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Authors: Mary Higgins Clark,Alafair Burke

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BOOK: The Cinderella Murder
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L
aurie hated hospitals, and not for the usual reasons: the chaos, the smells, the reminders at every turn of our fragility and the ticking of the clock. Laurie hated hospitals because they reminded her of Greg. She could not stand beneath those fluorescent lights, surrounded by the odor of disinfectant, without picturing Greg coming down the hall in sea-green scrubs, a stethoscope draped around his neck.

The doctor who walked into the lobby at the Cedars-Sinai emergency room looked nothing like Greg. She was a woman, probably not much older than Laurie, with blond hair pulled into a ponytail. “Jerry Klein?”

Grace’s jump from the seat next to her woke Timmy, whose head was resting in Laurie’s lap. Timmy rubbed the sleep from his eyes. “Is Jerry okay?”

Laurie had called her father as soon as the EMTs whisked Jerry away in the ambulance. Leo immediately cut short their visit to the La Brea Tar Pits, dropping Timmy off at the hospital so he could stay with Laurie while Leo tried to get more information about Jerry’s attack from the police.

Laurie hugged Timmy close to her chest and patted his head. She did not want him to hear any more bad news.

Alex appeared next to the doctor, two cups of fresh coffee in
hand, which he delivered to Grace and Laurie. Laurie was truly impressed at how well Grace was keeping herself together. She was desperately worried about her friend Jerry but had been helping to comfort Timmy and had even thought to call Dwight Cook and inform him of the break-in at his house.

“I’ll take Timmy,” Alex offered, seeming to read her mind.

The doctor introduced herself once Timmy was out of earshot. “I’m Dr. Shreve. Your friend is stable, but the assault was quite serious, multiple blows from a blunt instrument. The injuries to his head are the most significant. The bleeding impaired his breathing as well, which has led to a comalike state. He’s showing signs of improvement already and seems to be neurologically normal or near normal, but we won’t know for certain until he regains consciousness.”

Grace choked back a sob. “Can we see him?” she asked.

“Sure,” the doctor said with a patient smile, “but don’t expect too much, okay? It’s unlikely he can hear you, and he certainly won’t respond.”

Despite the doctor’s warning, Laurie gasped at the sight of Jerry in bed. His head was swathed in bandages and twice its usual size. Beneath the oxygen mask, his face was swollen like a balloon and beginning to bruise. An IV drip was taped to the crook of his left arm. The room was silent except for the constant hum and rhythmic beep of a machine next to the bed.

Grace reached for Laurie’s hand, then rested her free hand on Jerry’s shoulder and began to pray. They had just said “amen” when Leo walked in. “I didn’t want to interrupt, but I said my own words from the hallway.”

Laurie gave him a quick hug. “Is Timmy okay?”

“Yep, he’s in the lobby with Alex. He’s a tough kid.”

After his father’s murder and the mayhem at the end of filming “The Graduation Gala,” Timmy had seen more violence than any person, let alone a child, should experience.

“Any word from the police?”

“I just came from the house. The entire block’s covered. The lead detective, a guy called Sean Reilly, seems like a good cop. They’re canvassing for witnesses, but I’ve got to tell you, I’m not optimistic. The lots in that area are so huge, you can’t even see your next-door neighbor.”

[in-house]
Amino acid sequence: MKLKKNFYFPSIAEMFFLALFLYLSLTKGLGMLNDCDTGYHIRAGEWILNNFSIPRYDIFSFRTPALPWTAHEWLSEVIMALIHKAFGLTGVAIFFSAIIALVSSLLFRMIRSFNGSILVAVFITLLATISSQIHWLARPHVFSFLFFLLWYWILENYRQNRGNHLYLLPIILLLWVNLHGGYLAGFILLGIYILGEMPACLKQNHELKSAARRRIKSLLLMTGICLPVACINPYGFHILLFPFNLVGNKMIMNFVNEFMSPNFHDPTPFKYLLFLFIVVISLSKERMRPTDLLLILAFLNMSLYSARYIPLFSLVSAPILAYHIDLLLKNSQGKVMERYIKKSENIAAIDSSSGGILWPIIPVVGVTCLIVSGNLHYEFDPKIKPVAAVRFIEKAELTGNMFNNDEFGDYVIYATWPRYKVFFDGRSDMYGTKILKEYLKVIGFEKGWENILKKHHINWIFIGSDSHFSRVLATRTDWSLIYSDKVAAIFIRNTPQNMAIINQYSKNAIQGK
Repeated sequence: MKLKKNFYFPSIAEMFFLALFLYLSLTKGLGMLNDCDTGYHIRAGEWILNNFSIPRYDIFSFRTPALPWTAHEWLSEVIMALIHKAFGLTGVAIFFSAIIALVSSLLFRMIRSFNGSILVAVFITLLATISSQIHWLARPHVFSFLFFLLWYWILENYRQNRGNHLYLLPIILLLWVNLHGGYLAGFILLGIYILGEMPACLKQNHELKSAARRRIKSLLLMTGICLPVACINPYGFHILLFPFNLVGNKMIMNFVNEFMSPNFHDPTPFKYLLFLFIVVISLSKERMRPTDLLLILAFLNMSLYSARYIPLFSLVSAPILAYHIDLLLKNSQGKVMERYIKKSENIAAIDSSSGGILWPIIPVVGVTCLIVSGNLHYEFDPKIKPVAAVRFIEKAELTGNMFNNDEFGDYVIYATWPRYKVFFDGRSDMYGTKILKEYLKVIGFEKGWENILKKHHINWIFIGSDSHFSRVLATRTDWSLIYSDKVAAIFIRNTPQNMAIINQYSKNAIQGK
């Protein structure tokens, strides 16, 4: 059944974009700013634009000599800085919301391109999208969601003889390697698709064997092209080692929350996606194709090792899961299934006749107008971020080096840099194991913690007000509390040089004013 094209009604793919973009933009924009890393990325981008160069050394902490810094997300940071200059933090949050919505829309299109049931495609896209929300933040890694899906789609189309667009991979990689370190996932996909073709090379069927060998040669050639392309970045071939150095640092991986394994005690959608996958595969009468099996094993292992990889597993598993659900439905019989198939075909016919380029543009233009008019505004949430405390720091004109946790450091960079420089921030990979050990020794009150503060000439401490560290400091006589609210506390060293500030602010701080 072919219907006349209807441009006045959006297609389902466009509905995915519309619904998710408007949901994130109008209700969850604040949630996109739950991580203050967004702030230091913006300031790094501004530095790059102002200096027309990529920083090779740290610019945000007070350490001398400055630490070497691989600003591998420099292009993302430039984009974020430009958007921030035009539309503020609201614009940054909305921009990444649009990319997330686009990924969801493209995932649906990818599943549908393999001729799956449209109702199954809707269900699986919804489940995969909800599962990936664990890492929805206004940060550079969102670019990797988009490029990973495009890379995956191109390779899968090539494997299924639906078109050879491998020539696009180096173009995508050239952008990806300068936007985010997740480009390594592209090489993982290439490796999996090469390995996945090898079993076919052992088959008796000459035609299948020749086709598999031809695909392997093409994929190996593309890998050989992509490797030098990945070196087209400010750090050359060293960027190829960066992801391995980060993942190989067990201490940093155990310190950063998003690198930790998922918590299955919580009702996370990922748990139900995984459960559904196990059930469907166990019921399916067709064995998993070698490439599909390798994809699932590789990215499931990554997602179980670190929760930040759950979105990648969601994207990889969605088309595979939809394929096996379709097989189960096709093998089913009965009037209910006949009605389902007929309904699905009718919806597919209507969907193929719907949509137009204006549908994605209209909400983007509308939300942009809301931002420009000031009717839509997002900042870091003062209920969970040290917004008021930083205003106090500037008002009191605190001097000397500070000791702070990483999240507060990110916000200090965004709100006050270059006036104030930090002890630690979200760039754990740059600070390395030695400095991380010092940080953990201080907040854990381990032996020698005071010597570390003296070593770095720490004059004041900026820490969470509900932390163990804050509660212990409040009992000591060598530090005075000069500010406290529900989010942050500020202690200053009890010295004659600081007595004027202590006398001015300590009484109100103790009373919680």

“I don’t understand it,” Grace said, sniffling. “How could anyone want to hurt Jerry, of all people?”

“I’ve got a theory on that,” Leo said. “The house was tossed. Drawers opened, luggage rifled through. Laurie, you had your laptop with you, but the rest of the computer equipment is missing.”

“A robbery?” Laurie asked.

“Except they left behind everything else. They didn’t even touch some very expensive speakers that would have been easy to grab. And unless you took the case files with you, I think those are missing, too.”

She shook her head. They had stored the files in two large banker boxes. The last time she’d seen them, they were in the den. “So this is related to the show?”

Leo nodded. “It’s the show.”

“The summit session. We told them all the address for filming.” She was thinking out loud now. “Someone was worried about what we might know. They took the files and the computers to find out what everyone else was saying.”

“Or they wanted to scare you into stopping production altogether.”

Laurie knew her father could be overprotective at times, seeing danger around every corner. But no one would break into a house that luxurious and leave with only documents and a few inexpensive laptops unless they were interested in
Under Suspicion
.

“Dad, you were worried when Rosemary’s neighbor was killed that it was somehow related to the show.”

“And I still believe that.”

“Can you reach out to the police up there? Make sure that both departments know there’s a possible connection between Lydia’s death and the attack on Jerry?”

“Absolutely.”

She leaned over Jerry, carefully avoiding the tubes and wires, and gave him a light kiss on the cheek. She had spent so much time telling her father not to worry about her while she worked on the show, but she never stopped to think that her production might be putting others in this kind of danger.

She had to find out who did this to him.

48

A
t nine o’clock, Leo turned off the light in Timmy’s room. Timmy had taken the next volume of the Harry Potter books with him to bed, but as Leo had expected, he had fallen asleep on the first page after their long and strenuous day.

He made his way to the hall, leaving the door cracked open in case Timmy cried out in the night.

If there was any sliver of light to be found in the brutal assault on Laurie’s colleague, it was that she was finally willing to concede that someone might be targeting people connected to her show. After all, the murder of Rosemary Dempsey’s neighbor had been Leo’s primary reason for coming to California.